Covid-19 variant identified in India may increase risk of hospitalization, UK officials say

The B.1.617.2 coronavirus variant that was first identified in India is now believed to be dominant in the United Kingdom, Public Health England (PHE) said Thursday, adding that early evidence suggests it could cause an increased risk of hospitalization in comparison to the strain that was first detected in England.

While PHE cautioned that more data is needed, its early findings showed that the B.1.617.2 or “Delta” variant was more likely to cause serious illness than the B.1.1.7 or “Alpha” variant, which had been dominant in the UK since it was first detected in southeast England last fall.

An analysis of 38,805 sequenced cases in England showed that the Delta variant carried 2.61 times the risk of hospitalization within 14 days compared with the Alpha variant, when variables such as age, sex, ethnicity and vaccination status were taken into consideration.

This week, at least 278 people with the Delta variant attended hospital emergency departments across the UK, resulting in 94 people being admitted to hospital overnight — an increase from the 201 people with the Delta variant who attended emergency departments last week, including 43 overnight admissions, PHE outlined. “The majority of these had not been vaccinated,” PHE highlighted.

The news raises serious questions about the plan to lift all remaining coronavirus restrictions in England on June 21. The decision to move ahead with that timeframe has not yet been finalized, UK Health Secretary Matt Hancock told CNN Thursday, adding that the government continues to monitor the data.

“We haven’t actually made the decision yet. We have said that the remaining restrictions will not be lifted before 21 June and we’ll set out over the next couple of weeks whether the data will justify that,” Hancock said.

“We take the approach in the UK that we set out when things will remain in place until, and then we follow the data as to whether it’s safe to lift those restrictions,” he added.

But ministers are also now moving to tighten the UK’s borders.

On Thursday, the government removed Portugal from its “green list” of countries (where travel is permitted without quarantining), and added seven more countries to the “red list” (of places that should not be visited) in an attempt to safeguard its reopening plan. The move has sent shock waves through Europe’s travel industry, just as it was beginning to find its feet following months of lockdown restrictions.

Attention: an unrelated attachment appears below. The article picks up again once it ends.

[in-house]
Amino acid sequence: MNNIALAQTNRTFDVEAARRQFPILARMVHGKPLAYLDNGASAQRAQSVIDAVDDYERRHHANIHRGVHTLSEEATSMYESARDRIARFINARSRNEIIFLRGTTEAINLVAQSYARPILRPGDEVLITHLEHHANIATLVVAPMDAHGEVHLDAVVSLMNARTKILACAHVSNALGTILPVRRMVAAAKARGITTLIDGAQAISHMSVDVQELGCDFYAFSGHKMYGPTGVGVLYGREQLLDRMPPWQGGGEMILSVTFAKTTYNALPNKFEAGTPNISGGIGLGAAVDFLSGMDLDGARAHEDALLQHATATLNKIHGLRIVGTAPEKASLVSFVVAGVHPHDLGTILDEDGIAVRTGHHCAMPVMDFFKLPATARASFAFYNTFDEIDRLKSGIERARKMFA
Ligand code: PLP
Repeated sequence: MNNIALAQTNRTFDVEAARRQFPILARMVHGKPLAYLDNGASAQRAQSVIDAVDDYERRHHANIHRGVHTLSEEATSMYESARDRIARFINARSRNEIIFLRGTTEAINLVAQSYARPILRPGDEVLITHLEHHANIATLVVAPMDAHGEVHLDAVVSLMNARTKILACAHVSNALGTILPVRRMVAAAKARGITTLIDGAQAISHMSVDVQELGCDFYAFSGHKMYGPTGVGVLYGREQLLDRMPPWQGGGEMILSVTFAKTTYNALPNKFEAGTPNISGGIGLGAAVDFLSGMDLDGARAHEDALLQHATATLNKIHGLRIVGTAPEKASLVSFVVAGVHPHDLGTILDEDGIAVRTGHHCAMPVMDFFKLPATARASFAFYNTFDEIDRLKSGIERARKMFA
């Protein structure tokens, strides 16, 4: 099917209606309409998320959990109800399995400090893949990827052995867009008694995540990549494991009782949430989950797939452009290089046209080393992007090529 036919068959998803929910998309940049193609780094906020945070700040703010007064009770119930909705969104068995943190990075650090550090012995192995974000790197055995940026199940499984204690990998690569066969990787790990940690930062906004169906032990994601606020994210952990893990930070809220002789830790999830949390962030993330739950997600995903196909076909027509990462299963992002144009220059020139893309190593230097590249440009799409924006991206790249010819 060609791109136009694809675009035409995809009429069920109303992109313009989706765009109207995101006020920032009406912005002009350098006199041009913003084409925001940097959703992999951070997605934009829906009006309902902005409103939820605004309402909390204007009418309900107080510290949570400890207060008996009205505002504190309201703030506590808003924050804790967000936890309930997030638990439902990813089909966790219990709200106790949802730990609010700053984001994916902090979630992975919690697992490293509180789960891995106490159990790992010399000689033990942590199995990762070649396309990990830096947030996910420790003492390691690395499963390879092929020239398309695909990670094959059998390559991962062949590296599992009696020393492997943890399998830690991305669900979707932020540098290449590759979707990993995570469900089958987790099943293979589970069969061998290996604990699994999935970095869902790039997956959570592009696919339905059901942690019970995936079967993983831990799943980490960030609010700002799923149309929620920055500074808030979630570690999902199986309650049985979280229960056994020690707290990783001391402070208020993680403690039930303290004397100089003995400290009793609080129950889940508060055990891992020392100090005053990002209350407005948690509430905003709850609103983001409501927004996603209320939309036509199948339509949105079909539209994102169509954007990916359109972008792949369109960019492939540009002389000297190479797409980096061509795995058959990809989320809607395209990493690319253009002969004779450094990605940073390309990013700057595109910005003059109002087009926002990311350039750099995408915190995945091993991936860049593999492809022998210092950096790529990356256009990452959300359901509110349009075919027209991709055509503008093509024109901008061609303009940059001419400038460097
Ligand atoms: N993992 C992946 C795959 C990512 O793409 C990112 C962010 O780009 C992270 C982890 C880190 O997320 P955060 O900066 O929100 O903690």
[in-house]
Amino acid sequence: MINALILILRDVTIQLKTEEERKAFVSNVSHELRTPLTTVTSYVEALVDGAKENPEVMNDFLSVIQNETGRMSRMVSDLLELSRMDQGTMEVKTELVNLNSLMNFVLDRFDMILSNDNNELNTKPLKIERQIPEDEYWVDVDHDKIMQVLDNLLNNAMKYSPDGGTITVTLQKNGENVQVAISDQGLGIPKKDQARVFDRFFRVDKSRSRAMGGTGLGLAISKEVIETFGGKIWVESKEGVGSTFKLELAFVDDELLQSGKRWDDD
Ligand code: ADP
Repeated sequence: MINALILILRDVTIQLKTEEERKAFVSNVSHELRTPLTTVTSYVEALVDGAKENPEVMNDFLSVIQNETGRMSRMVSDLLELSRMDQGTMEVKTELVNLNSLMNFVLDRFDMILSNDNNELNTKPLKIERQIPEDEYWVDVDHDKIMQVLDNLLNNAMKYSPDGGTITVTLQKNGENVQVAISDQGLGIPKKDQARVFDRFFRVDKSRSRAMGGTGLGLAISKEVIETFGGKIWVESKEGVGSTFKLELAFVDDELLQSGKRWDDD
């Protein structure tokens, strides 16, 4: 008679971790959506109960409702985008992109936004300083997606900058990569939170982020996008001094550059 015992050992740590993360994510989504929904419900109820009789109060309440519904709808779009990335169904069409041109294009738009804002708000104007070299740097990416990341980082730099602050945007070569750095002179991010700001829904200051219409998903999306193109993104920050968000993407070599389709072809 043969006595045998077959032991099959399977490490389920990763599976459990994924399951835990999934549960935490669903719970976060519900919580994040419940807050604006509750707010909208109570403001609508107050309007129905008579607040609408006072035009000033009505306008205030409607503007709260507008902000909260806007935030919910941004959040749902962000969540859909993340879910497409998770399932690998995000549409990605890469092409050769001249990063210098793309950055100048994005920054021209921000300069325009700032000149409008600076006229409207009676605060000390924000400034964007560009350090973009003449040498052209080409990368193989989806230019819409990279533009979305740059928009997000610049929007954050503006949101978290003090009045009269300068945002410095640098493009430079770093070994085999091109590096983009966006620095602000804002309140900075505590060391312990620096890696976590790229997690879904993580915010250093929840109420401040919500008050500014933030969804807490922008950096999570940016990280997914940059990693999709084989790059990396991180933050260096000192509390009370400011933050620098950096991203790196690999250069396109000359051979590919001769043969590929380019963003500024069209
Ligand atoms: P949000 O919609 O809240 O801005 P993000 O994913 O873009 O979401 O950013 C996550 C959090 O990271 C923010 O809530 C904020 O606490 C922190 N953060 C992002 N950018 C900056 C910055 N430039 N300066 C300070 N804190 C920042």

Portugal, including the Azores and Madeira, was added to the UK’s “amber” list, requiring travelers to quarantine for 10 days and take two Covid-19 tests upon return to the UK.

Grant Shapps, the UK’s transport secretary, said the decision was based on rising positivity rates in Portugal and a growing concern that returning travelers could bring in more coronavirus variants, specifically mutations to the fast-spreading Delta variant.

“We just don’t know the potential for that to be a vaccine-defeating mutation, and we don’t want to take the risk as we come up to 21 June and the review of the fourth stage of the unlock,” Shapps said Thursday in an interview with the BBC.

Portugal’s President Marcelo Rebelo de Sousa has criticized the UK’s decision, warning that a balance needed to be found in order to avoid “health fundamentalism” and stressed the need to “move forward.”

Coronavirus cases in England are continuing to climb, with the number of people testing positive hitting the highest level in six weeks on Thursday. A total of 17,162 people tested positive for the coronavirus in England in the week up to May 26, a 22% increase compared to last week, according to the UK’s National Health Service Test and Trace program.

Speaking to CNN, Hancock said that while the UK will remain cautious, the uptick in cases will not necessarily lead to a higher mortality rate due to vaccination levels.

“The big change, of course, is the vaccine … the number of cases doesn’t automatically lead to hospitalizations and sadly deaths — as it automatically did in the past — because we’ve broken that link, but it’s not completely broken so we’re watching this very, very carefully,” he said.

Half of all adults in the UK are now fully vaccinated, UK vaccines minister Nadhim Zahawi announced in a tweet on Thursday, describing it as an “important milestone.”

Vaccination still appears to be making an impact on the spread of the virus.

“One shining light however is that vaccination still appears to be making an impact on spread,” Meaghan Kall, an epidemiologist with PHE, said on Twitter. According to PHE, 73% of Delta cases are in unvaccinated people, compared to only 3.7% in people who have received both doses.

Similarly, only 5% (seven infections) of the confirmed Delta cases that were admitted to hospital overnight — and two deaths — were people who had received both doses.

The PHE data also reveals the spread of variants within schools in England. In the first week of June, there had been 140 outbreaks of the Delta variant within educational settings. Delta cases also made up for about half of known school outbreaks in the most recent week.

Reacting to the PHE report on Twitter, Christina Pagel, director of University College London’s clinical operational research unit, said she was astonished at the “rosy” interpretation of the PHE data.

“I get the desire to be optimistic (honestly) but minimising delays action and ultimately makes things worse. Exponential growth is a red flag,” Pagel said.

“We *now* have evidence that delta is (a lot) more transmissible, partially vax resistant & more severe. It’s now 80% of our cases. The genie is out of the bottle.”